Animal studies have also revealed an important role of norepinephrine (NE) in fear conditioning (for an extensive review, please see14). Administration of the non-selective β-adrenergic receptor antagonist propanol prior to training impairs fear acquisition15,16. Similarly, administration of the selective α2-adrenergic agonist dexmedetomidine (which decreases activity of NE neurons), weakened cued conditioning17. Genetic studies in which NE was reduced, enhanced, or eliminated as in knockout investigations have revealed a more complex picture with respect to the role of NE in fear acquisition16,17,18.

Overall, despite some complex interaction effects, there is robust evidence to suggest that dopamine and norepinephrine are involved in the acquisition/expression of fear responses.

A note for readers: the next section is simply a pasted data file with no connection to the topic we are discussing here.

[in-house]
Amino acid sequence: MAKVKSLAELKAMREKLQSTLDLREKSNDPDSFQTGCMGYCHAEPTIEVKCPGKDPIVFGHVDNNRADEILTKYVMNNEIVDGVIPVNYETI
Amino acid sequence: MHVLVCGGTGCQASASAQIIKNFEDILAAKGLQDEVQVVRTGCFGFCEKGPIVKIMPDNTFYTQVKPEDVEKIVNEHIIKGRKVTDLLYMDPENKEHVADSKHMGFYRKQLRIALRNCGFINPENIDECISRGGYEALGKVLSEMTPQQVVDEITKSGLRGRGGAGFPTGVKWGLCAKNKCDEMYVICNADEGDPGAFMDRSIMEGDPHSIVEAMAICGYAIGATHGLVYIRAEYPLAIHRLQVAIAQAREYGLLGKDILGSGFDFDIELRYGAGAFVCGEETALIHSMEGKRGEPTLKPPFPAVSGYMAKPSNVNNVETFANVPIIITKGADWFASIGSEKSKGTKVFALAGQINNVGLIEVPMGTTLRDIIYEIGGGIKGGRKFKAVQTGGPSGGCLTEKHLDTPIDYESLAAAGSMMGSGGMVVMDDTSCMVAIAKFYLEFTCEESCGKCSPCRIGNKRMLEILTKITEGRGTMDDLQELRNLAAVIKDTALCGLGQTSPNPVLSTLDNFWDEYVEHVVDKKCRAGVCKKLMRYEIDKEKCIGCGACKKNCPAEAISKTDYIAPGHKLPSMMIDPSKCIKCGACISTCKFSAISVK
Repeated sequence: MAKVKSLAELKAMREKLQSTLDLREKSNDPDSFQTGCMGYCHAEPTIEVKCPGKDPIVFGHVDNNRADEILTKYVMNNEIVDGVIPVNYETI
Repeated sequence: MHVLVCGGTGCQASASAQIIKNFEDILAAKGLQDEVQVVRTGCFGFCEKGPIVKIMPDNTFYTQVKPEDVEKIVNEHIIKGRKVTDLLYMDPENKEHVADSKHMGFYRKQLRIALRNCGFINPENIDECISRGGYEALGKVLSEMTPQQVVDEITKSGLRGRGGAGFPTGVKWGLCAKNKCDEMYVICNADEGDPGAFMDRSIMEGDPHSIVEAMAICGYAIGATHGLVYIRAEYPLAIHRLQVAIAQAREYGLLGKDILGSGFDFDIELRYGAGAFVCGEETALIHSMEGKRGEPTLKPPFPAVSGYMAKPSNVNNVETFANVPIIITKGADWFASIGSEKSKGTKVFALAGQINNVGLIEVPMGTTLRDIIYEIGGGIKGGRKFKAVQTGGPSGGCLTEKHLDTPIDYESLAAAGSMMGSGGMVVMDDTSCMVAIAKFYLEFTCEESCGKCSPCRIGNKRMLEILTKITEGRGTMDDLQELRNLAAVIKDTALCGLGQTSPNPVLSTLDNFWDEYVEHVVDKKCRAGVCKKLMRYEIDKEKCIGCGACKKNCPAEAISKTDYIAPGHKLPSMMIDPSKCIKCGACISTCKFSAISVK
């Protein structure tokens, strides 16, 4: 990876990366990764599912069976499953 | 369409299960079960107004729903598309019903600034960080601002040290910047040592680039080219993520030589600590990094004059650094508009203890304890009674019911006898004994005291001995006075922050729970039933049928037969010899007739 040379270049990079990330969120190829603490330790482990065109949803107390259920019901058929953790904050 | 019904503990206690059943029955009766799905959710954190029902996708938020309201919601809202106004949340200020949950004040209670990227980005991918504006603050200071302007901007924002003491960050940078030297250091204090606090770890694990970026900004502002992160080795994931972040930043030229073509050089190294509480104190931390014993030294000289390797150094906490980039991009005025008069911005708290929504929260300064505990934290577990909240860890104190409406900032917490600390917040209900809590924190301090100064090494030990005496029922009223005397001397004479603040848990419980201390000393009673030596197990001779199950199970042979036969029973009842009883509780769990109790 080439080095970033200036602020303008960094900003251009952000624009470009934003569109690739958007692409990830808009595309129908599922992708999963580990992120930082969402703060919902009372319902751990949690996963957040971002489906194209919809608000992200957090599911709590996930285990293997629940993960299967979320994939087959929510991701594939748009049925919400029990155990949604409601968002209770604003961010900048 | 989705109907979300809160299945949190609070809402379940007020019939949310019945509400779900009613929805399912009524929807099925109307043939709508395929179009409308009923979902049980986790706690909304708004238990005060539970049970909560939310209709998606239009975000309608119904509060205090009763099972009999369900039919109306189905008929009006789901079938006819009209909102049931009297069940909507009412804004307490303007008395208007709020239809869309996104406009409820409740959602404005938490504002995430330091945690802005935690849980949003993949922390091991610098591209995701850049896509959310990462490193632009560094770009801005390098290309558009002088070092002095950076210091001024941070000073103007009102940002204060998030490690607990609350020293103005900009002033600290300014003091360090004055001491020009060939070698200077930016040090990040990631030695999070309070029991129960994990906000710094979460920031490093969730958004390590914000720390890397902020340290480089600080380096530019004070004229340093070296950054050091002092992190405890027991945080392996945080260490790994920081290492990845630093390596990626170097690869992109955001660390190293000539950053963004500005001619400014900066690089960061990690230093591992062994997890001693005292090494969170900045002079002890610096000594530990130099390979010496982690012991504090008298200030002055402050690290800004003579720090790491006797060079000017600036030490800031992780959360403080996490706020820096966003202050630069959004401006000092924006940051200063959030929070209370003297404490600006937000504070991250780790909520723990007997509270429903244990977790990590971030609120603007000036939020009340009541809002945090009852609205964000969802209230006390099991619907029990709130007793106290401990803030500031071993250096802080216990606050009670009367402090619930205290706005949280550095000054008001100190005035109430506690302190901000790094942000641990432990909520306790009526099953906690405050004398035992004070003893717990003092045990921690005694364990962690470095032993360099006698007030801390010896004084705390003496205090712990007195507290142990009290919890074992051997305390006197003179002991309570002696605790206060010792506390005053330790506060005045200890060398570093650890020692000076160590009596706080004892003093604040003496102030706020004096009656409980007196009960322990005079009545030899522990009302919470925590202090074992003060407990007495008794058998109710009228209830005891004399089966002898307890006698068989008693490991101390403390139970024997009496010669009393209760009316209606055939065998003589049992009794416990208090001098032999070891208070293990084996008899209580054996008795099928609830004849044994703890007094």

In humans, investigations of dopamine and norepinephrine have been scarce, and have largely focused on the study of extinction, extinction consolidation and reconsolidation processes19,20,21,22,23,24,25,26,27,28, or in those with posttraumatic stress disorder29,30. In these studies, catecholaminergic activity was manipulated after fear conditioning had taken place. However, given the existing animal literature, catecholaminergic activity may also be important in regulating fear acquisition and/or expression. To understand whether fear expression is affected, one would need to manipulate dopamine and norepinephrine tone before conditioning. Moreover, previous studies were limited to testing the effects of L-Dopa as a catecholaminergic precursor.

In this research, we set out to answer: (i) whether alterations in catecholaminergic tone before conditioning would affect fear expression and (ii) whether a different catecholaminergic precursor to L-Dopa namely tyrosine would modulate this effect.